Southeast Asian tigers recoil from private equity
By Paul Mackintosh - 08/10/12
Research house Preqin’s latest special report on Asian private equity gives a thought-provoking perspective on the current state of the asset class in Asia. And in particular, it is clear that the investor base in the region is still very different from the limited partner (LP) community elsewhere. “Corporate investors are the most common type of private equity investor in Asia, representing 18% of the universe, while banks and investment banks account for 14% and insurance companies 12%”, the report states. “The most common investor types in Europe and North America, foundations, endowments and pension funds, together make up less than 8%”. Furthermore, Japan (23%), China (22%), South Korea (15%) and India (13%) “account for almost three-quarters of the Asian investor universe”.
Why does North Asia dominate? The so-called ‘Tiger Economies of Southeast Asia’, after all, were the flag-bearers for emerging markets Asian growth post-war. And yet their institutional investor universe seems to have stalled at a level below that usually associated with private equity, as in many other areas of those economies. Of course, Singapore represents an exception, but a small one given its limited size. The fundamentally greater institutional maturity of much of North Asia – a norm that China is returning to post-1989 – is reflected in its proliferation of private equity LPs.
The LP structure is also affected by the traditional regulatory restrictions on Asian pension funds investing in private equity and other alternatives. Historically, many Asian pension platforms considered even public markets too risky – in the context of post-war Asian bourses, with their high volatility and low transparency, perhaps not an unwise assessment. Attitudes are changing, but slowly. And in the traditional grand bargain underpinning growth in many post-war Asian economies, the job of state and many private pension funds was to buy government bonds to support the fisc, public investment, and national development, more than to secure commercial returns for their pension-holders.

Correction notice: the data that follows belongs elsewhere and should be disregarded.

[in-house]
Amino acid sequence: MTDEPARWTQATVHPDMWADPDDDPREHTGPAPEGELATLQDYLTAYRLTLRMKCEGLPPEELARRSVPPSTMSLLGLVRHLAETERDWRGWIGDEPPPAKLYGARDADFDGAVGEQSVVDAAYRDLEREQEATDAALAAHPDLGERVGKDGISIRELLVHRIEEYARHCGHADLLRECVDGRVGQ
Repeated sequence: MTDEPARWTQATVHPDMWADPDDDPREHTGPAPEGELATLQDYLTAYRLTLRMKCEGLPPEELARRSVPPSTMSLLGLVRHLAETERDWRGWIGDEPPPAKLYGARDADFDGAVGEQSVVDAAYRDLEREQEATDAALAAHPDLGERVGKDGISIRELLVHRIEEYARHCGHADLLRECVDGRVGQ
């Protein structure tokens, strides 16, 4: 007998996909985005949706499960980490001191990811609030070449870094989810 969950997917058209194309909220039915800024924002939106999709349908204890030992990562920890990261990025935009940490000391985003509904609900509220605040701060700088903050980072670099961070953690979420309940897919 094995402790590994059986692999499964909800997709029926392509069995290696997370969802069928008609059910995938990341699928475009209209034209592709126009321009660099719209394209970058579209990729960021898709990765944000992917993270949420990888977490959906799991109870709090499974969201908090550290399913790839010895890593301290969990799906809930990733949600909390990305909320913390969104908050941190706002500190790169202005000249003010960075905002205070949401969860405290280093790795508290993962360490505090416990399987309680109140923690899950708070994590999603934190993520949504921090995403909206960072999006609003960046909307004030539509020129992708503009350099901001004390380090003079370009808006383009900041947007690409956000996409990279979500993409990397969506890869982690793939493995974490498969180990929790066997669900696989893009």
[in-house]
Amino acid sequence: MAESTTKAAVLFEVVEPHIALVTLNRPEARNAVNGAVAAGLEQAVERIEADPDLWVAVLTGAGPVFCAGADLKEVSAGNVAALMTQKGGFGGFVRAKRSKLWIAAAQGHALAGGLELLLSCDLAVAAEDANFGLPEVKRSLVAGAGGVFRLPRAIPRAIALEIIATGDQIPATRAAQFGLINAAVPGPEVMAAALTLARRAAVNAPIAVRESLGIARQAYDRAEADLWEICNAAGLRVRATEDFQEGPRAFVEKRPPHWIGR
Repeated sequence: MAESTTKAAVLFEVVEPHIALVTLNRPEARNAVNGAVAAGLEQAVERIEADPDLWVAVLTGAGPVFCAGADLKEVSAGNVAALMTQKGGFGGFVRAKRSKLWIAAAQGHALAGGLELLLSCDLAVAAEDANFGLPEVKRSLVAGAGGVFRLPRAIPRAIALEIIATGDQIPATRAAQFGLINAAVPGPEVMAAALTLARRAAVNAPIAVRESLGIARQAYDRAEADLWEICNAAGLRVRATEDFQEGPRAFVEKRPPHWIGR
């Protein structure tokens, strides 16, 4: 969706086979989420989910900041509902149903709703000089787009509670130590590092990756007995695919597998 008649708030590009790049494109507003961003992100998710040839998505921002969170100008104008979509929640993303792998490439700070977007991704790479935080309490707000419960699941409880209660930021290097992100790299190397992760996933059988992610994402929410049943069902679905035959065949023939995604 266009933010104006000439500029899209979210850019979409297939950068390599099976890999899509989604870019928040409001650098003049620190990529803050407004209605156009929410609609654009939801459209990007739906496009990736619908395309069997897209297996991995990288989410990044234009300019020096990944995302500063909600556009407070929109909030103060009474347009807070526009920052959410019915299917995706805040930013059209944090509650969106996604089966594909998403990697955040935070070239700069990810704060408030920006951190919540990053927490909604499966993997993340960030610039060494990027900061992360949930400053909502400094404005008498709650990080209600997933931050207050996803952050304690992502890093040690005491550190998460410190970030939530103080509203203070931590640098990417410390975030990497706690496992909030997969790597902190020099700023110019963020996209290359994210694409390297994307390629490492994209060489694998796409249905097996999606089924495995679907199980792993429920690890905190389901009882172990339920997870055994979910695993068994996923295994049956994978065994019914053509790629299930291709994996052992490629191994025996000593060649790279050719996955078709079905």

And this reflects another bias in the maturation of Northeast Asian economies also seen in the breakdown of LPs: their dominance by producer interests. Corporates, banks, and insurance companies still command a large share of the national economies; institutional asset managers and pension bodies far less so than in the West. For once again, the historic pact propelling much Asian growth required banks and financial institutions to act as the facilitators and conduits of growth, and corporations as their drivers. These, rather than citizens and their institutional investor proxies, still dictate the allocation of resources across much of Asia.